Text2pcap also allows the user to read in dumps of application-level data, by inserting dummy L2, L3 and L4 headers before each packet. The user can elect to insert Ethernet headers, Ethernet and IP, or Ethernet, IP and UDP/TCP/SCTP headers before each packet. This allows Wireshark or any other full-packet decoder to handle these dumps.
- Enables ASCII text dump identification. It allows one to identify the
start of the ASCII text dump and not include it in the packet even if it
looks like HEX.
NOTE: Do not enable it if the input file does not contain the ASCII text dump.
- Displays debugging information during the process. Can be used multiple times to generate more debugging information.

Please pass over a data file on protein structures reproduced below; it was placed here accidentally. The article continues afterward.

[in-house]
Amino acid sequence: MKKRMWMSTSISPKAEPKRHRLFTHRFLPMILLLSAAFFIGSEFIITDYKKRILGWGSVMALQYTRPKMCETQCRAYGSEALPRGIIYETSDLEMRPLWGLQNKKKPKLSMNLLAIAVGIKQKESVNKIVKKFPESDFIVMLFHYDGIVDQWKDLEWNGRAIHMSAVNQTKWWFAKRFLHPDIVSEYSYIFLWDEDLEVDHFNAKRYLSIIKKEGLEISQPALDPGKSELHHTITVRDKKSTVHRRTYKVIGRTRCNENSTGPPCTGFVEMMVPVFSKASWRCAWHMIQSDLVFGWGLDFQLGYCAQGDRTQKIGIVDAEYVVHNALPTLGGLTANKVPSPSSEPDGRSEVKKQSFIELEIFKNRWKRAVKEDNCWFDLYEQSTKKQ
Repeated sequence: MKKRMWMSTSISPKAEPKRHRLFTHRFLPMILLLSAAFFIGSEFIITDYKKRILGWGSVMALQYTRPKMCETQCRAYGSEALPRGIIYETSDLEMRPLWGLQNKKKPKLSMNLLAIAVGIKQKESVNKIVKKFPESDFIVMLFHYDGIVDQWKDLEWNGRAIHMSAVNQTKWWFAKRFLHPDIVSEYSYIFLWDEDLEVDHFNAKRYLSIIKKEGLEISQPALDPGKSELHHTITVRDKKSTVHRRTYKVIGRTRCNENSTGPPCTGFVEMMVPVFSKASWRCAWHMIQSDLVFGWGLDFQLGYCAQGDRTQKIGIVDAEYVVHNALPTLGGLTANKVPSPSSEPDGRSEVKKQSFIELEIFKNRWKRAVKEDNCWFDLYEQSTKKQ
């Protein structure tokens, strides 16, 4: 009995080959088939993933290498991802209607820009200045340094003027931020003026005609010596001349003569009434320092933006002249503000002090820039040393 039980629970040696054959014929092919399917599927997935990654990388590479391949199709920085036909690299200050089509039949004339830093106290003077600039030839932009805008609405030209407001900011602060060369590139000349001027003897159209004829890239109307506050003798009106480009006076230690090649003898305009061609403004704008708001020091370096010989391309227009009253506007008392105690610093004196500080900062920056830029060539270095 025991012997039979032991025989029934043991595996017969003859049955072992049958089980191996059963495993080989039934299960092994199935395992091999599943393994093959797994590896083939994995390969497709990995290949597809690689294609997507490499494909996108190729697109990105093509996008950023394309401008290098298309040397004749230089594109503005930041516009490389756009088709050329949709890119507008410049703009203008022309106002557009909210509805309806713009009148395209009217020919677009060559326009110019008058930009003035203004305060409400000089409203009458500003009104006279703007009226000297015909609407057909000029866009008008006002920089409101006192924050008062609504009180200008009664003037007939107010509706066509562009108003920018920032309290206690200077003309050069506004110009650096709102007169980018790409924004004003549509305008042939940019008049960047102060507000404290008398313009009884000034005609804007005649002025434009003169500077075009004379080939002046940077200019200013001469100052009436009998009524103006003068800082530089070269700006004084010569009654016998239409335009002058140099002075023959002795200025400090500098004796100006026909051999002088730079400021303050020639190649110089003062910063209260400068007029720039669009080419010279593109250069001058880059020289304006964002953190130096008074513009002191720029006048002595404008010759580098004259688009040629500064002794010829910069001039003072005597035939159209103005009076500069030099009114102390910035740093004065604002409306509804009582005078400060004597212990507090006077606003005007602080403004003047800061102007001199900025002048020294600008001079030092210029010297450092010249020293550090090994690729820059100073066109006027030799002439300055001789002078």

- The text before the packet starts either with an I or O indicating that the packet is inbound or outbound. This is used when generating dummy headers. The indication is only stored if the output format is pcapng.
- -e <l3pid>
- Include a dummy Ethernet header before each packet. Specify the L3PID for
the Ethernet header in hex. Use this option if your dump has Layer 3
header and payload (e.g. IP header), but no Layer 2 encapsulation.
Example: -e 0x806 to specify an ARP packet.
For IP packets, instead of generating a fake Ethernet header you can also use -l 101 to indicate a raw IP packet to Wireshark. Note that -l 101 does not work for any non-IP Layer 3 packet (e.g. ARP), whereas generating a dummy Ethernet header with -e works for any sort of L3 packet.